Out of the Rubble
I am deeply saddened by the devastation caused by the strong earthquake that hit Türkiye and Syria. As I write this column, the death toll has already passed 28,000 per the report of the BBC. The death toll regrettably includes two Filipinos who died as the powerful 7.8 magnitude earthquake violently shook Türkiye where they work. President Ferdinand Marcos, Jr. has expressed his commiseration to the families of the victims. The President also reported that embassy officials in Türkiye are working “tirelessly to verify any and all information on Filipinos affected by the quake,” as well as attend to the needs of 34 evacuees composed of Filipinos, their spouses, and children who are in Ankara.
The President is in Japan for a working visit but even while preparing for meetings, the President has been working overtime directing government officials to ensure that our Overseas Filipino Workers (OFWs) in the affected areas are given the full attention they need. The President has decided to send an 85-member team to help in rescue operations in Türkiye. As part of the business delegation here in Tokyo, I can report that the President is deeply concerned about Filipinos in the devastated areas and have asked the Department of Foreign Affairs (DFA) to inform him of all developments.
Out of the rubbles in Türkiye, the miraculous rescue of a 33-year-old OFW 60 hours after the earthquake struck has provided a ray of hope amidst the devastation. It was nothing short of a miracle that Julieva Benlingan was found alive under the rubbles of an apartment building in Hatay, Türkiye.
Even while we deal with the impact of this tragedy to Filipinos working in Türkiye, we need to look at our own vulnerabilities and preparedness in case the same devastating earthquake hit the Philippines. The Philippine Institute of Volcanology and Seismology (Phivolcs) has noted that we are located inside the “Pacific Ring of Fire,” so-called because it is the most earthquake-prone region in the world — experiencing more than 100 earthquakes per year. The Philippines itself has five major earthquake fault lines.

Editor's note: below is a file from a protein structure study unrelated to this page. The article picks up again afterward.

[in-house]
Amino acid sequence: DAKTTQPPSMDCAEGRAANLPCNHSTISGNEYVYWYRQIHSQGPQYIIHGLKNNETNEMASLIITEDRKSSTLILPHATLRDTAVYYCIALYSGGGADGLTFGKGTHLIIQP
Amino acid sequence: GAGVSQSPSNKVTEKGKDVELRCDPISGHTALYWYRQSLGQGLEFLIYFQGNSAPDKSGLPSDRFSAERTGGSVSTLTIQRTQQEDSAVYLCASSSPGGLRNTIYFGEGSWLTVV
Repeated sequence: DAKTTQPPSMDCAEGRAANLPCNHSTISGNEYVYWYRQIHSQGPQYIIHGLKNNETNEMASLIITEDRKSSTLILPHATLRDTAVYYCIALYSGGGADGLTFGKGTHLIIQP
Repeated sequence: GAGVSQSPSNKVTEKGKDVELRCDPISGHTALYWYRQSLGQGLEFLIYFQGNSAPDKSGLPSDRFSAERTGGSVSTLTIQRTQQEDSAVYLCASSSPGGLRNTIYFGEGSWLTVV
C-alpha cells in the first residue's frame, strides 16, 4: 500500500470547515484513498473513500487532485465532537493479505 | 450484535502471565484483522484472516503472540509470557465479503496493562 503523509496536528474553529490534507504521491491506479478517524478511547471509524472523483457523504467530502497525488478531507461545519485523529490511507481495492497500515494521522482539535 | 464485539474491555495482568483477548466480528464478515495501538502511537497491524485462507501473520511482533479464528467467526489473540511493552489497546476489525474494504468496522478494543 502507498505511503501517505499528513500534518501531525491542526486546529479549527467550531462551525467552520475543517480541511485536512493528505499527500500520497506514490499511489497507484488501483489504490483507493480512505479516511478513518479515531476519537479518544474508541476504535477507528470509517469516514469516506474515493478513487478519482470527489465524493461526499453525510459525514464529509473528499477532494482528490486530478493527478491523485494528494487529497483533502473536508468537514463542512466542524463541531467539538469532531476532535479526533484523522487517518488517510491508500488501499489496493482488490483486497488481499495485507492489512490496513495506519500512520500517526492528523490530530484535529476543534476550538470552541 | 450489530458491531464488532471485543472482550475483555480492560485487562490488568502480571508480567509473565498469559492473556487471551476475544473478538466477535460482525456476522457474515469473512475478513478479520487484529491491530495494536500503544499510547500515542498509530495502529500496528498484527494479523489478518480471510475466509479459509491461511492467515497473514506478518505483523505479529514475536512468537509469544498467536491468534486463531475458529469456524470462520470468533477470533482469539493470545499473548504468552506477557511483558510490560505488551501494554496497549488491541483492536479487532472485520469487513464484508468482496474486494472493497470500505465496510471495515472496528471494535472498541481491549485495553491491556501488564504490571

Several studies and simulations have already pointed to the possibility of apocalyptic scenarios should a 7.2 or stronger tremor hit the Philippines, specifically the heavily populated Metro Manila. Even as government agencies regularly conduct earthquake drills, we need to improve the preparedness level of our people especially those in the most vulnerable and highly populated areas. In Japan, Disaster Risk Reduction is deeply and effectively integrated in the school system. Risk awareness at school is part of their strategy “to increase the capacities of students and schoolchildren of all ages to actively contribute to DRR initiatives in their local communities.” In fact, Japan serves as a role model in the world in fostering resilience in individuals and communities in terms of DRR and education.
I am confident that Vice President and DepEd Secretary Sara Duterte will address the need to integrate disaster preparedness in our schools more effectively. In my many conversations with VP Inday Sara she has said that this is one of her priorities. She understands that effective preparedness plans are crucial in saving lives, considering the level of risk the country is facing in terms of natural calamities, earthquakes. The idea is to create a culture of preparedness where these drills and exercises would become a habit or even “automatic reflexes” during disasters.
The President has made this a priority at the onset of his administration when he ordered the review the standard operating procedures (SOPs) during disasters to create a uniform and coordinated approach. He has also ordered disaster management officials to study the best practices of the United States Federal Emergency Management Agency (FEMA). With our strengthened relations with the US perhaps this is an area of cooperation where we can benefit greatly. Organizationally President “Bongbong” Marcos, Jr. has proposed placing the National Disaster Risk Reduction and Management Council (NDRRMC) under the Office of the President in order to streamline disaster preparedness and response efforts.
Psychologically, it is difficult to instill disaster preparedness when there are no disasters. This is the reason why we experience the urgency only after experiencing a disaster or after witnessing a similar tragedy in other places. But as Benjamin Franklin warned us, “By failing to prepare, you are preparing to fail.”